TIBERIAS, a town on the western shore of the sea of Galilee (to which it gives its modern Arabic name, Bohr Tubariya, i.e. Sea of Tiberias). It has a population of about 4000, more than half of whom are Jews (principally Polish immigrants). It stands in a fertile but fever-stricken strip of plain between the Galilee hills and the sea-shore. It is the seat of a kaimmakam or sub-governor, subordinate to the governor of 'Akka. There are Latin and Greek hospices here, as well as an important mission, with hospital and schools, under the United Free Church of Scotland. The pre-Herodian history of the city is not certain. There is a rabbinical tradition that it stands on the site of a city called Rakka, but this is wholly imaginary. Josephus (Ant. xviii. 2, 3) describes the building of Tiberias by Herod Antipas near a village called Emmaus, where are hot springs. This is probably the Hammath of Jos. xix. 35. The probability is that Herod built an entirely new city; in fact, the circumstance that it was necessary to disturb an ancient graveyard proves that there were here no buildings previously. The graveyard was probably the cemetery of Hammath. Owing to this necessity Herod had a difficulty in peopling his city, and, indeed, was compelled to use force (Jos. Ant., loc. cit.) to cause any but the dregs of the populace to incur defilement by living in a place thus unclean. On this account Tiberias was long regarded with aversion by Jews, but after the fall of Jerusalem it was settled by them and rose to be the chief centre of rabbinic learning.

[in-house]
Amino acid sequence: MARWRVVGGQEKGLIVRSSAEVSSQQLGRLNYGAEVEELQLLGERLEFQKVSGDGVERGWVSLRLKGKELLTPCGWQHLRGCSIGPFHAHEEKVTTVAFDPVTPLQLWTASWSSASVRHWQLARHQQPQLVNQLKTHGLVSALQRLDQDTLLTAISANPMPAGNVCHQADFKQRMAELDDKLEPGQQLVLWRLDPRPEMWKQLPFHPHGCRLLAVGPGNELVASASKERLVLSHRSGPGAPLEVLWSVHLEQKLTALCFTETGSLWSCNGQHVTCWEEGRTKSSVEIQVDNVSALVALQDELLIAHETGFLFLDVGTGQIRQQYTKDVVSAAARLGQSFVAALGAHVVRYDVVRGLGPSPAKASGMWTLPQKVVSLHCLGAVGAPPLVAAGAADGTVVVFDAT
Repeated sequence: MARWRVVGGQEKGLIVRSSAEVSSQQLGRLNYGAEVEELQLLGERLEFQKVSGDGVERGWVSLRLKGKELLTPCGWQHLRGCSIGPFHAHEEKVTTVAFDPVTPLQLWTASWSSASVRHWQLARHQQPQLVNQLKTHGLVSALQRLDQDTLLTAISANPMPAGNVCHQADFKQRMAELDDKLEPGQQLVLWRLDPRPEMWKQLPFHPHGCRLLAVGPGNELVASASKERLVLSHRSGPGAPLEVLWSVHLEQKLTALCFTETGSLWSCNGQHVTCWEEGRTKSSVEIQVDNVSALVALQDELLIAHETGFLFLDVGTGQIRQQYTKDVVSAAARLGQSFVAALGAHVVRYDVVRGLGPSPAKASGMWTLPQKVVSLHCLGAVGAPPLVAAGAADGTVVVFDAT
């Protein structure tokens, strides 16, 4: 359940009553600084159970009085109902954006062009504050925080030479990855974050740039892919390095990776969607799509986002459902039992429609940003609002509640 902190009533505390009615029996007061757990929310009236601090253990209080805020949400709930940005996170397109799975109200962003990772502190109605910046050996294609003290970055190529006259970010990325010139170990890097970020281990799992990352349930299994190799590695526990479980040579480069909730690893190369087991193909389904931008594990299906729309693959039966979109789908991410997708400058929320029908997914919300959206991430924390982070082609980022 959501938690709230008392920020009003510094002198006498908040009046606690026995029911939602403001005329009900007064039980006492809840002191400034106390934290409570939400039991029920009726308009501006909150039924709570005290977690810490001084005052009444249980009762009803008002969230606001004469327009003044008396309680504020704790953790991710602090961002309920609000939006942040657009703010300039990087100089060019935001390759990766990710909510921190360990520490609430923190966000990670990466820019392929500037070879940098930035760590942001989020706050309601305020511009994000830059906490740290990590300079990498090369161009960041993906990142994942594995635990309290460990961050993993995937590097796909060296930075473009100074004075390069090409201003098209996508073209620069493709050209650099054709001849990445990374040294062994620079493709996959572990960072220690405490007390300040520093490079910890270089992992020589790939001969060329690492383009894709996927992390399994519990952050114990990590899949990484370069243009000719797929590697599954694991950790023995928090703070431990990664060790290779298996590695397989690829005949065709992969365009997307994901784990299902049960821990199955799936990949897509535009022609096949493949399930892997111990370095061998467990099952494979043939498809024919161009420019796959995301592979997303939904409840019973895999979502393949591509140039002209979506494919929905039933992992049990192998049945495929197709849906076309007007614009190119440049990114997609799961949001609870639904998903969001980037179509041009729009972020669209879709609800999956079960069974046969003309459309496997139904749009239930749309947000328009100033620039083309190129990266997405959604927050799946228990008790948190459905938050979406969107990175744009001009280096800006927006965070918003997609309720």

The building of the city falls between A.D. 16 and A.D. 22. It was named in honour of the emperor Tiberius, and rapidly increased in luxury and art, on entirely Greek models. Probably because it was so completely exotic in character it is passed over in almost total silence in the Gospels the city (as opposed to the lake) is mentioned but once, as the place from which came boats with sight-seers to the scene of the feeding the five thousand, John vi. 23. There is no reason to suppose that Christ ever visited it. The city surrendered to Vespasian, who restored it to Agrippa. It now became a famous rabbinic school. Here lived Rabbi Judah hak-Kadosh, editor of the Mishnah; here was edited the Jerusalem Talmud, and here are the tombs of Rabbi Aqiba and Maimonides. Christianity never succeeded in establishing itself here in the Byzantine period, though there was a bishopric of Tiberias, and a church built by Constantine. In 637 the Arabs captured the town. The crusaders under Tancred retook it, but lost it to Saladin in 1 187. In the 16th century the city was rebuilt by Joseph ben Ardut, subvented by Dona Gracia and Sultan Suleiman. An attempt was made to introduce the silk industry. In the 18th century it was fortified and occupied by the famous independent sheikh Dhahir el-Amir.
Tiberias is notoriously dirty and proverbial for its fleas, whose king is said by the Arabs to hold his court here. Most of the town was ruined by the earthquake of 1837. The most interesting buildings are the ruins of a fortress, perhaps Herodian, south of the town, and an ancient synagogue on the sea-coast. The hot springs mentioned by Josephus (and also by Pliny) are about half an hour's journey to the south. (R. A. S. M.)
Note - this article incorporates content from Encyclopaedia Britannica, Eleventh Edition, (1910-1911)